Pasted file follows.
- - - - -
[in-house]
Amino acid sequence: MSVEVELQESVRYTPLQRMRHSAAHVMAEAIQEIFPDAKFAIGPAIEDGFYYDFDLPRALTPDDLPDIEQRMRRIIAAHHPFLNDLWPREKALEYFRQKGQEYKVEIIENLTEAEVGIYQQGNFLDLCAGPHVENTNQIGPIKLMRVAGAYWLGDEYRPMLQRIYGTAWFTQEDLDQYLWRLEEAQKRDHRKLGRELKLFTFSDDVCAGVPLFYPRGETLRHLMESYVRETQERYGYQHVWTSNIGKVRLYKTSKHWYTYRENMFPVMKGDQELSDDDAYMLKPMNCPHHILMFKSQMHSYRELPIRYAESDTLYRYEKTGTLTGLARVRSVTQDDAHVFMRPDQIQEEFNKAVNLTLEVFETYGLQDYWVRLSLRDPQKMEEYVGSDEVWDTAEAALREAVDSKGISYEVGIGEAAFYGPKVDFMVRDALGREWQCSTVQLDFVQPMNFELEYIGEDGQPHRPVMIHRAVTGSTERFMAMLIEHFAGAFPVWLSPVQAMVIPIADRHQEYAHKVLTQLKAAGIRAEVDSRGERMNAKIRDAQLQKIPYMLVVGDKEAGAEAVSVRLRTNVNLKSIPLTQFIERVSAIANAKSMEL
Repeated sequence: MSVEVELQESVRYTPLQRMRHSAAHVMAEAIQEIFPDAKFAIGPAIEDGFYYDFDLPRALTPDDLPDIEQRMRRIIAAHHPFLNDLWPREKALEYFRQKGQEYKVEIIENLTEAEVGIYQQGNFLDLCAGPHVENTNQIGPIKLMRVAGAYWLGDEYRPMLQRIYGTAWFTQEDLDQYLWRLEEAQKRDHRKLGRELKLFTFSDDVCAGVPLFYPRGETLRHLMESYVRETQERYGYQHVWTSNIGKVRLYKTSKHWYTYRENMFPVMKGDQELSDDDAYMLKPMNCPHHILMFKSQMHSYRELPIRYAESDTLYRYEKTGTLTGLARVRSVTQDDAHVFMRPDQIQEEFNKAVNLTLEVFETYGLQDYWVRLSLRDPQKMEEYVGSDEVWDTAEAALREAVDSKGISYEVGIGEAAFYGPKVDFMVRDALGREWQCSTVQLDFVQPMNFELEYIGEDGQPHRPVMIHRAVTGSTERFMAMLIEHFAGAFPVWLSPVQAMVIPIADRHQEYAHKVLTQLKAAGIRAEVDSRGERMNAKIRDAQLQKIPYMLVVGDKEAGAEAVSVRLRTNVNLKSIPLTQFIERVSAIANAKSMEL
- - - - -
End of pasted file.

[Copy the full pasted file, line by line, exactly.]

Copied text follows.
[in-house]
Amino acid sequence: MSVEVELQESVRYTPLQRMRHSAAHVMAEAIQEIFPDAKFAIGPAIEDGFYYDFDLPRALTPDDLPDIEQRMRRIIAAHHPFLNDLWPREKALEYFRQKGQEYKVEIIENLTEAEVGIYQQGNFLDLCAGPHVENTNQIGPIKLMRVAGAYWLGDEYRPMLQRIYGTAWFTQEDLDQYLWRLEEAQKRDHRKLGRELKLFTFSDDVCAGVPLFYPRGETLRHLMESYVRETQERYGYQHVWTSNIGKVRLYKTSKHWYTYRENMFPVMKGDQELSDDDAYMLKPMNCPHHILMFKSQMHSYRELPIRYAESDTLYRYEKTGTLTGLARVRSVTQDDAHVFMRPDQIQEEFNKAVNLTLEVFETYGLQDYWVRLSLRDPQKMEEYVGSDEVWDTAEAALREAVDSKGISYEVGIGEAAFYGPKVDFMVRDALGREWQCSTVQLDFVQPMNFELEYIGEDGQPHRPVMIHRAVTGSTERFMAMLIEHFAGAFPVWLSPVQAMVIPIADRHQEYAHKVLTQLKAAGIRAEVDSRGERMNAKIRDAQLQKIPYMLVVGDKEAGAEAVSVRLRTNVNLKSIPLTQFIERVSAIANAKSMEL
Repeated sequence: MSVEVELQESVRYTPLQRMRHSAAHVMAEAIQEIFPDAKFAIGPAIEDGFYYDFDLPRALTPDDLPDIEQRMRRIIAAHHPFLNDLWPREKALEYFRQKGQEYKVEIIENLTEAEVGIYQQGNFLDLCAGPHVENTNQIGPIKLMRVAGAYWLGDEYRPMLQRIYGTAWFTQEDLDQYLWRLEEAQKRDHRKLGRELKLFTFSDDVCAGVPLFYPRGETLRHLMESYVRETQERYGYQHVWTSNIGKVRLYKTSKHWYTYRENMFPVMKGDQELSDDDAYMLKPMNCPHHILMFKSQMHSYRELPIRYAESDTLYRYEKTGTLTGLARVRSVTQDDAHVFMRPDQIQEEFNKAVNLTLEVFETYGLQDYWVRLSLRDPQKMEEYVGSDEVWDTAEAALREAVDSKGISYEVGIGEAAFYGPKVDFMVRDALGREWQCSTVQLDFVQPMNFELEYIGEDGQPHRPVMIHRAVTGSTERFMAMLIEHFAGAFPVWLSPVQAMVIPIADRHQEYAHKVLTQLKAAGIRAEVDSRGERMNAKIRDAQLQKIPYMLVVGDKEAGAEAVSVRLRTNVNLKSIPLTQFIERVSAIANAKSMEL